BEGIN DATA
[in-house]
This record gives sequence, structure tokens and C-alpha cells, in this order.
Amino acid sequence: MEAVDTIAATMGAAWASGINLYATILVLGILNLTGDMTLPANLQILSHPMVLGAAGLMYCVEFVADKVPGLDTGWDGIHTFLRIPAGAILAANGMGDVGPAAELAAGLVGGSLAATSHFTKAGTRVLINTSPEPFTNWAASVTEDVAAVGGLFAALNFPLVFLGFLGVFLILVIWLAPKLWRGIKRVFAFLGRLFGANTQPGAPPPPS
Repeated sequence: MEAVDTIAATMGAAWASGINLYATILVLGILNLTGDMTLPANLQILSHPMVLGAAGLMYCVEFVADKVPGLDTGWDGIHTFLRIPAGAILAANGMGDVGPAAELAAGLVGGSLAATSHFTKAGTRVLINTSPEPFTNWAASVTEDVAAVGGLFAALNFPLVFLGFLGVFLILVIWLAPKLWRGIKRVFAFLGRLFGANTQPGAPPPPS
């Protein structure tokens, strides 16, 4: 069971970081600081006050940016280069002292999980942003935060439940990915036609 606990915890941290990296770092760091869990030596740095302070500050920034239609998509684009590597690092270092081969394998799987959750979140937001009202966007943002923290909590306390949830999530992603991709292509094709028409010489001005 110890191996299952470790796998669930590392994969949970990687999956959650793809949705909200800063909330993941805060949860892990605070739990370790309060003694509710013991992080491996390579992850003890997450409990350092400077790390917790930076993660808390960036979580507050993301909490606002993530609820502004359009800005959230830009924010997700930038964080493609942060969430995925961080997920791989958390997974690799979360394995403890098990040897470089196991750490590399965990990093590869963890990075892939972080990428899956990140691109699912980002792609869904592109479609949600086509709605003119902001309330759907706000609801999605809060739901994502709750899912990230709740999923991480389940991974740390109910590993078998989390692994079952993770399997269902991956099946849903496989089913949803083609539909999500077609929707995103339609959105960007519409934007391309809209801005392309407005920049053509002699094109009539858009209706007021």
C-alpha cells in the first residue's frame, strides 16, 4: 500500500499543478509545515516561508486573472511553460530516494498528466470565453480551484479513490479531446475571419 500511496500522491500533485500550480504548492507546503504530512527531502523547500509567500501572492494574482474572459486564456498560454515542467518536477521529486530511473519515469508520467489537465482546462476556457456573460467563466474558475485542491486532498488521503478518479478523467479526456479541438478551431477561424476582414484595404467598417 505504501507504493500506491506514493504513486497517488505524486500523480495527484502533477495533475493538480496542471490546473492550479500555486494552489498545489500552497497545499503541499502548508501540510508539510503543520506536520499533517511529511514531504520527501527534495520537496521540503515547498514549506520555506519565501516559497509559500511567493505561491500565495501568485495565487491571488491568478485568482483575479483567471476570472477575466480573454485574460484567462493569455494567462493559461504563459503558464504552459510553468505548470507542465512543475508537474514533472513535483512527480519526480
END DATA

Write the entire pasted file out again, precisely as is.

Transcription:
[in-house]
This record gives sequence, structure tokens and C-alpha cells, in this order.
Amino acid sequence: MEAVDTIAATMGAAWASGINLYATILVLGILNLTGDMTLPANLQILSHPMVLGAAGLMYCVEFVADKVPGLDTGWDGIHTFLRIPAGAILAANGMGDVGPAAELAAGLVGGSLAATSHFTKAGTRVLINTSPEPFTNWAASVTEDVAAVGGLFAALNFPLVFLGFLGVFLILVIWLAPKLWRGIKRVFAFLGRLFGANTQPGAPPPPS
Repeated sequence: MEAVDTIAATMGAAWASGINLYATILVLGILNLTGDMTLPANLQILSHPMVLGAAGLMYCVEFVADKVPGLDTGWDGIHTFLRIPAGAILAANGMGDVGPAAELAAGLVGGSLAATSHFTKAGTRVLINTSPEPFTNWAASVTEDVAAVGGLFAALNFPLVFLGFLGVFLILVIWLAPKLWRGIKRVFAFLGRLFGANTQPGAPPPPS
């Protein structure tokens, strides 16, 4: 069971970081600081006050940016280069002292999980942003935060439940990915036609 606990915890941290990296770092760091869990030596740095302070500050920034239609998509684009590597690092270092081969394998799987959750979140937001009202966007943002923290909590306390949830999530992603991709292509094709028409010489001005 110890191996299952470790796998669930590392994969949970990687999956959650793809949705909200800063909330993941805060949860892990605070739990370790309060003694509710013991992080491996390579992850003890997450409990350092400077790390917790930076993660808390960036979580507050993301909490606002993530609820502004359009800005959230830009924010997700930038964080493609942060969430995925961080997920791989958390997974690799979360394995403890098990040897470089196991750490590399965990990093590869963890990075892939972080990428899956990140691109699912980002792609869904592109479609949600086509709605003119902001309330759907706000609801999605809060739901994502709750899912990230709740999923991480389940991974740390109910590993078998989390692994079952993770399997269902991956099946849903496989089913949803083609539909999500077609929707995103339609959105960007519409934007391309809209801005392309407005920049053509002699094109009539858009209706007021």
C-alpha cells in the first residue's frame, strides 16, 4: 500500500499543478509545515516561508486573472511553460530516494498528466470565453480551484479513490479531446475571419 500511496500522491500533485500550480504548492507546503504530512527531502523547500509567500501572492494574482474572459486564456498560454515542467518536477521529486530511473519515469508520467489537465482546462476556457456573460467563466474558475485542491486532498488521503478518479478523467479526456479541438478551431477561424476582414484595404467598417 505504501507504493500506491506514493504513486497517488505524486500523480495527484502533477495533475493538480496542471490546473492550479500555486494552489498545489500552497497545499503541499502548508501540510508539510503543520506536520499533517511529511514531504520527501527534495520537496521540503515547498514549506520555506519565501516559497509559500511567493505561491500565495501568485495565487491571488491568478485568482483575479483567471476570472477575466480573454485574460484567462493569455494567462493559461504563459503558464504552459510553468505548470507542465512543475508537474514533472513535483512527480519526480